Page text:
by E. Danielle Dean, Lydia M. Mexas, Natalie L. Cápiro, Jeanne E. McKeon, Mahlon R. DeLong, Kurt D. Pennell, Jonathan A. Doorn, Vin Tangpricha, Gary W. Miller, Marian L. Evatt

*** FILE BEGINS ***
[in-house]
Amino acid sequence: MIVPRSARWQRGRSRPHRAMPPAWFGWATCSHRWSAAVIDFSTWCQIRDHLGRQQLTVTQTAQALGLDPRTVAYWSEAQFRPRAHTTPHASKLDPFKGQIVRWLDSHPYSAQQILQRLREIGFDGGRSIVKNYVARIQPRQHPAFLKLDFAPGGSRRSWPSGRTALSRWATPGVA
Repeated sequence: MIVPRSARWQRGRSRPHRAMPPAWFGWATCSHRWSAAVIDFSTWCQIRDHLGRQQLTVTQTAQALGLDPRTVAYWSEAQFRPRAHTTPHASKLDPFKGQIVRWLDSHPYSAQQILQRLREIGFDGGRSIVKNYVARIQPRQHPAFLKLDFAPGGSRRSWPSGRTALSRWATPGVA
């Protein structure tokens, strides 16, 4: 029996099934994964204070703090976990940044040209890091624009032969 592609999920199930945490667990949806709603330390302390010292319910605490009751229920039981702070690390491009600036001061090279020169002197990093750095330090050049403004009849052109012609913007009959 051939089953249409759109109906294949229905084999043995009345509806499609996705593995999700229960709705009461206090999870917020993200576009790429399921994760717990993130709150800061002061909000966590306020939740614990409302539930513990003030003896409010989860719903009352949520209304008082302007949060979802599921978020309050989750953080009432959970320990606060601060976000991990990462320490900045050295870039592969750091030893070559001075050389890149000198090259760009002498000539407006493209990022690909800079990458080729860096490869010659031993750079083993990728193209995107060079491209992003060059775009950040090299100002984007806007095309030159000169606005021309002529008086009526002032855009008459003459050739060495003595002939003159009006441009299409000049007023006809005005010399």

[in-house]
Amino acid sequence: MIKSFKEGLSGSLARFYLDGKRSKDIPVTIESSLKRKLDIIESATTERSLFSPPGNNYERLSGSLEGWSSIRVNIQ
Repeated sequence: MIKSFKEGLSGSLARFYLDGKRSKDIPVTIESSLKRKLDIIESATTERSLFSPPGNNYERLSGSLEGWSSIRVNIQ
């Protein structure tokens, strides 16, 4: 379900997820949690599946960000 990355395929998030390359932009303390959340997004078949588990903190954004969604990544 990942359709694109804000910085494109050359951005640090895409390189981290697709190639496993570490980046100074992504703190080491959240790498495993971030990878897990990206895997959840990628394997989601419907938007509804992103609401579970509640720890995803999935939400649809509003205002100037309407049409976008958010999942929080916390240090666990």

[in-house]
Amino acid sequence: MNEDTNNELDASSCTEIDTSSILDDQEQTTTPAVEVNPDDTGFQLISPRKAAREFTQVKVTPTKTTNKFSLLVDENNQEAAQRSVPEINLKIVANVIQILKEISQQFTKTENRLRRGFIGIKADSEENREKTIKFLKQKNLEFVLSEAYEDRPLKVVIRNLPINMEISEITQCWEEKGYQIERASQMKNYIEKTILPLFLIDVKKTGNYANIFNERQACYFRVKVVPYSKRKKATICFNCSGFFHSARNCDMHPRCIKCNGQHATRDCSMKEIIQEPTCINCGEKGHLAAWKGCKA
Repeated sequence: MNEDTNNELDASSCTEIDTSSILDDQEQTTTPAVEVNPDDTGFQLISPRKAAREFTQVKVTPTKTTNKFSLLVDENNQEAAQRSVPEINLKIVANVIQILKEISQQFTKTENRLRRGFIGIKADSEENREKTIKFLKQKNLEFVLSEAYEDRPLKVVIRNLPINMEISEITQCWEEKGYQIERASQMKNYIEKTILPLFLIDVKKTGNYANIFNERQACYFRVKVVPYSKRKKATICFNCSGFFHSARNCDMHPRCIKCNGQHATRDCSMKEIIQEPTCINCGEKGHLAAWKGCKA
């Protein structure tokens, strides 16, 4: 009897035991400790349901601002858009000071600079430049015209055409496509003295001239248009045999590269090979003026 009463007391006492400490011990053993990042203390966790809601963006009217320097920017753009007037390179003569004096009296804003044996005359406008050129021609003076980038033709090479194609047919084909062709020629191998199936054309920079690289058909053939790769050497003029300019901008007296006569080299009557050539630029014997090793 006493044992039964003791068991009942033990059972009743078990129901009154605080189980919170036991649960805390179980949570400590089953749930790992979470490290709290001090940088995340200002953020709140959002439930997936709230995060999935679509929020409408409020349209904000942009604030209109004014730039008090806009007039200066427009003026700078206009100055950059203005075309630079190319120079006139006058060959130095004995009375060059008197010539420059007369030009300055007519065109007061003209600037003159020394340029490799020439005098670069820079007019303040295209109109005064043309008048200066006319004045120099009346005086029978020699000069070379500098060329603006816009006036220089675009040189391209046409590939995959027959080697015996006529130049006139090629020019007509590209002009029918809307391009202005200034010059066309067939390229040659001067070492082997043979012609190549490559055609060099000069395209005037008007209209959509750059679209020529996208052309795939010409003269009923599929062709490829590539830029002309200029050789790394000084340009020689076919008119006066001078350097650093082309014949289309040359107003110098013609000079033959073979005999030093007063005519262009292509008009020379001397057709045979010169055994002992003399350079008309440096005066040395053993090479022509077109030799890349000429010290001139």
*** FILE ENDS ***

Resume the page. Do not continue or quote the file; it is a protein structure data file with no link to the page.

Recent clinical evidence supports a link between 25-hydroxyvitamin D insufficiency (serum 25-hydroxyvitamin D [25(OH)D] levels <30 ng/mL) and Parkinson’s disease. To investigate the effect of 25(OH)D depletion on neuronal susceptibility to toxic insult, we induced a state of 25(OH)D deficiency in mice and then challenged them with the dopaminergic neurotoxin 1-methyl-4-phenyl-1,2,3,6-tetrahydropyridine (MPTP). We found there was no significant difference between control and 25(OH)D-deficient animals in striatal dopamine levels or dopamine transporter and tyrosine hydroxylase expression after lesioning with MPTP. Additionally, we found no difference in tyrosine hydroxylase expression in the substantia nigra pars compacta. Our data suggest that reducing 25(OH)D serum levels in mice has no effect on the vulnerability of nigral dopaminergic neurons in vivo in this model system of parkinsonism.